Noting that warnings of ‘collapse’ are often seen to be fringe or controversial, the study attempts to make sense of compelling historical data showing that “the process of rise-and-collapse is actually a recurrent cycle found throughout history.” Cases of severe civilisational disruption due to “precipitous collapse – often lasting centuries – have been quite common.”
It finds that according to the historical record even advanced, complex civilisations are susceptible to collapse, raising questions about the sustainability of modern civilisation:
“The fall of the Roman Empire, and the equally (if not more) advanced Han, Mauryan, and Gupta Empires, as well as so many advanced Mesopotamian Empires, are all testimony to the fact that advanced, sophisticated, complex, and creative civilizations can be both fragile and impermanent.”
Environmental management requires long-term strategy which may not be profit-maximising; it requires outward-looking international co-operation; it requires taxation and state intervention. Such attitudes are anathema to a neoliberal. They refuse to believe there is a problem because the ideology to which they are devoted could not possibly begin to deal with it.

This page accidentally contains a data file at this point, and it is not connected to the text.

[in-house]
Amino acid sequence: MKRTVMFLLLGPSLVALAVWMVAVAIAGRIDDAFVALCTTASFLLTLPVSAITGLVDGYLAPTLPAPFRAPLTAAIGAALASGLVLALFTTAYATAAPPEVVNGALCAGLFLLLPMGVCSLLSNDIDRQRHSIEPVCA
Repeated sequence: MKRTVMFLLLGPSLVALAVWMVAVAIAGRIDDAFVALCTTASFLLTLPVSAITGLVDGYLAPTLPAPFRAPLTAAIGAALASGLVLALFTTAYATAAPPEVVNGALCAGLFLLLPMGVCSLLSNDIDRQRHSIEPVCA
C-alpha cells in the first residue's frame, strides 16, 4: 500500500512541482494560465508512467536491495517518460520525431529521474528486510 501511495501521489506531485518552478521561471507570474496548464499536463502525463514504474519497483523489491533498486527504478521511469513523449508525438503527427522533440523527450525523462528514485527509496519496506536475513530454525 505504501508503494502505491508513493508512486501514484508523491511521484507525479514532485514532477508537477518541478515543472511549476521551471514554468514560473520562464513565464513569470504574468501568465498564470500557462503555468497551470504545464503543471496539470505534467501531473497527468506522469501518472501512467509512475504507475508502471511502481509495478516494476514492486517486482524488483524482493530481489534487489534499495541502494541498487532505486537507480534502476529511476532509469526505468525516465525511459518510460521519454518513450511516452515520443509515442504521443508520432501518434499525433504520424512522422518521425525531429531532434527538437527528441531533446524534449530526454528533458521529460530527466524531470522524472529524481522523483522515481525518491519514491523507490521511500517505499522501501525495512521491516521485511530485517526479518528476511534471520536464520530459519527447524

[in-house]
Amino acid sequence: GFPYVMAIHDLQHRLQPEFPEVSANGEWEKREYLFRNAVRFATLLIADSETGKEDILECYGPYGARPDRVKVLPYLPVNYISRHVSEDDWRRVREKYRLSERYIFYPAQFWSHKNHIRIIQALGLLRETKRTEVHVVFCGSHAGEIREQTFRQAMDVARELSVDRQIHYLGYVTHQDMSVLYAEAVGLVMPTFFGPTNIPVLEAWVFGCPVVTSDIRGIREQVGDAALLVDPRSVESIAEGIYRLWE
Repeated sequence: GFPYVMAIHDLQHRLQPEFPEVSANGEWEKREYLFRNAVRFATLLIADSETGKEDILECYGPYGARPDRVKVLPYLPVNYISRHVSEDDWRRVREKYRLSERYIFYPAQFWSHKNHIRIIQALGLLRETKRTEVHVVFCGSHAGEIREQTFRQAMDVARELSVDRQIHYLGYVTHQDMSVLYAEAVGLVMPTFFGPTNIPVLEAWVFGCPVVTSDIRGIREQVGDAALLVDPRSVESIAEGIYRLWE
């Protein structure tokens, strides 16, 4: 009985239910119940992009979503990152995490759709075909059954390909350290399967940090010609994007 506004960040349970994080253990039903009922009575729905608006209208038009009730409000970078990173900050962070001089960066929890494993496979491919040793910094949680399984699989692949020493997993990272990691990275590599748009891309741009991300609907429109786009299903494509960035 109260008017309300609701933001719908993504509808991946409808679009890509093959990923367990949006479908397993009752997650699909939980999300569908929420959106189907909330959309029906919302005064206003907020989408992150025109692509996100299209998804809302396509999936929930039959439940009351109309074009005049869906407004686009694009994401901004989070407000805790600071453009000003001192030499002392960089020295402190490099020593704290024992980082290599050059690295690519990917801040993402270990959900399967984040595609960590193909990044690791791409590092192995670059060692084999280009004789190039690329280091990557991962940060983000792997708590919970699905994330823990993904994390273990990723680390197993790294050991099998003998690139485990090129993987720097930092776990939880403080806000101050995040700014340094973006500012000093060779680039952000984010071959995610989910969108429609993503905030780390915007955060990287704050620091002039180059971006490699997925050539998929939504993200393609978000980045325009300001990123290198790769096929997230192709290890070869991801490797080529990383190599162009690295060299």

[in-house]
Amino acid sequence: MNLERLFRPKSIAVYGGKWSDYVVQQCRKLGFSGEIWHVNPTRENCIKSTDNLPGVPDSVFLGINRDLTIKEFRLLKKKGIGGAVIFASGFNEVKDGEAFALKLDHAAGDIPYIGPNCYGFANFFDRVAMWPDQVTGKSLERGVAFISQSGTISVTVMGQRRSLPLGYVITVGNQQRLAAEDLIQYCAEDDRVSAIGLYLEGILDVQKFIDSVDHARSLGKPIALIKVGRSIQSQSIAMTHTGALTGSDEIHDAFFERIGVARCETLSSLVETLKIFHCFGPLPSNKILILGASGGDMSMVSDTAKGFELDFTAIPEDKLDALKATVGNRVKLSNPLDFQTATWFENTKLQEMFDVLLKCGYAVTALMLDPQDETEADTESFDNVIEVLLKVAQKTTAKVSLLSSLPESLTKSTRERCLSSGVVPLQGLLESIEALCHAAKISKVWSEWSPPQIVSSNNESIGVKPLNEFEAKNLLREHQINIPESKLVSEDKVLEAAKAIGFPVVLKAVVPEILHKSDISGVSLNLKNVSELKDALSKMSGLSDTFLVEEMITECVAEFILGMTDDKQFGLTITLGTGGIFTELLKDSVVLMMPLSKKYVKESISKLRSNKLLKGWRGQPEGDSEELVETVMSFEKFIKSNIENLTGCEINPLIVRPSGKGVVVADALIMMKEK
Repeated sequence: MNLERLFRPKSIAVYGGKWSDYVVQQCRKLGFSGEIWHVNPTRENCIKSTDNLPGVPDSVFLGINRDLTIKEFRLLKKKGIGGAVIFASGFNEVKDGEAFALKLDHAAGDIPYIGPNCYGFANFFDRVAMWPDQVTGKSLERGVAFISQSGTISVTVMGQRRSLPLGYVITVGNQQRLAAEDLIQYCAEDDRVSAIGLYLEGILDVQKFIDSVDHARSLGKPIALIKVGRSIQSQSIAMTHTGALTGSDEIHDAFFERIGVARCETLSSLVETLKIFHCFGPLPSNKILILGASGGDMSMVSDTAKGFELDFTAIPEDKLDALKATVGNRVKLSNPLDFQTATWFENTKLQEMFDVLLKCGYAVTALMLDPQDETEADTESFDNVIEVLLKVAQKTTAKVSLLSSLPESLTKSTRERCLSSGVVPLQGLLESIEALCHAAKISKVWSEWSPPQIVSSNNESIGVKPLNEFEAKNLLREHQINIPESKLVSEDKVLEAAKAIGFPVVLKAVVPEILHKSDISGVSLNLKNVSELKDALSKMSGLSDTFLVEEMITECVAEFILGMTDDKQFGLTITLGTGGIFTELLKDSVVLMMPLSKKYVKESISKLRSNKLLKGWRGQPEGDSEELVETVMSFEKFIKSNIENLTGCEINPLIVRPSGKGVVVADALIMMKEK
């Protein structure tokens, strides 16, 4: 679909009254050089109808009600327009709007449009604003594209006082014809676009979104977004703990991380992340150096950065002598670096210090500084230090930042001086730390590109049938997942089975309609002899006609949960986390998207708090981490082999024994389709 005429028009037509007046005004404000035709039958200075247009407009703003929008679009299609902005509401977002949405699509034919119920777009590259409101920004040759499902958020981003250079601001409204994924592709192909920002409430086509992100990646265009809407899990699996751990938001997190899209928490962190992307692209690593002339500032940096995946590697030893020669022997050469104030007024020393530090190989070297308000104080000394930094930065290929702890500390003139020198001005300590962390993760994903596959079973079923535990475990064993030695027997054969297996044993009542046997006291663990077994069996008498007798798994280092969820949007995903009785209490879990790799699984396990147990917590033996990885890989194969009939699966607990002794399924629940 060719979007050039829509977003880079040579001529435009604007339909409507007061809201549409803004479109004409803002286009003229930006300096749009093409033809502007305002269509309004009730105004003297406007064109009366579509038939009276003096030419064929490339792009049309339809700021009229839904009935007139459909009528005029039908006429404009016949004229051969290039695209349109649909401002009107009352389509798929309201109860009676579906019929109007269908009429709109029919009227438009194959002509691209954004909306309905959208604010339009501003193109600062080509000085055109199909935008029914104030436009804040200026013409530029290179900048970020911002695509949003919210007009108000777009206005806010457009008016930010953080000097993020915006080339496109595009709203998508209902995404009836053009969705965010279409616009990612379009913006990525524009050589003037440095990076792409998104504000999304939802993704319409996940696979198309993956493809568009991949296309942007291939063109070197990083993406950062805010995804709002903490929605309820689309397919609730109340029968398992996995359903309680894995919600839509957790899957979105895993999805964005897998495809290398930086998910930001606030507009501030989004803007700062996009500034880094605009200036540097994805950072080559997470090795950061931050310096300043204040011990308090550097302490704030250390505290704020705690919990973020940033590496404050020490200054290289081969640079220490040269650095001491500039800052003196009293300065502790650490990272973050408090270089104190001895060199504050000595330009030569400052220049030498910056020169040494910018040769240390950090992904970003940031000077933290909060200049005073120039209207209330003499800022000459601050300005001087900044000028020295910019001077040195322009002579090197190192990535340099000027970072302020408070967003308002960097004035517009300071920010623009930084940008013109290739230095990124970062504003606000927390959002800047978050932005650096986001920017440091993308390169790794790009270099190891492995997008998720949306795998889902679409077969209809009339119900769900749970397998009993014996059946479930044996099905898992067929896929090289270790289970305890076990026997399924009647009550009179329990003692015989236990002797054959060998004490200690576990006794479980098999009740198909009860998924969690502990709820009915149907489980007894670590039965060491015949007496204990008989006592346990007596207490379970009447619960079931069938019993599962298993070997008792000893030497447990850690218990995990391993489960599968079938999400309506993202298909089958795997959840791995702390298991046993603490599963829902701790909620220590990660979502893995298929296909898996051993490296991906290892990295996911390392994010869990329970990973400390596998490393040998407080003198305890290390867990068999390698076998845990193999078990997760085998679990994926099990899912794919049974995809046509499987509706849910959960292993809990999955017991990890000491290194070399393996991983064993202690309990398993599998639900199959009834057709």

Let’s talk about the future of work. Let’s talk about Hacker Culture. Let’s talk about the radical democratization of knowledge and the near infinite possibilities available combining the tons of once cutting edge prohibitively expensive tech now sitting idle gathering dust available for nominal cost via a website this one guy and his pals used to literally bootstrap themselves into space.
Because we’ve managed to keep stumbling forwards, however much a mess we’ve made along the way. And there’s more aluminum sitting in rubbish dumps than mines, they say. Because we keep building new things. And then discarding them; throwing into drawers to rot objects that were for a moment the very highest of technology.
These are the moments I long for The Collapse. Apart from the mass deaths. Obviously.
What can we build when we stop trying. And start playing.
The Truth, as ever, lies somewhere between what we think we know and what we fear and what we can’t even imagine.
It wasn’t until the fifth viewing of Cloud Atlas that I saw the Wachowskis are showing us more than the trap of eternal recurrence. They’re giving us glimpses of the path we’re on too. Neo Seoul and the drowning earth.
And of course, a civilisation that just managed to reach the stars before the Collapse finally came. That managed to hurl bits of itself out into the void in one last push.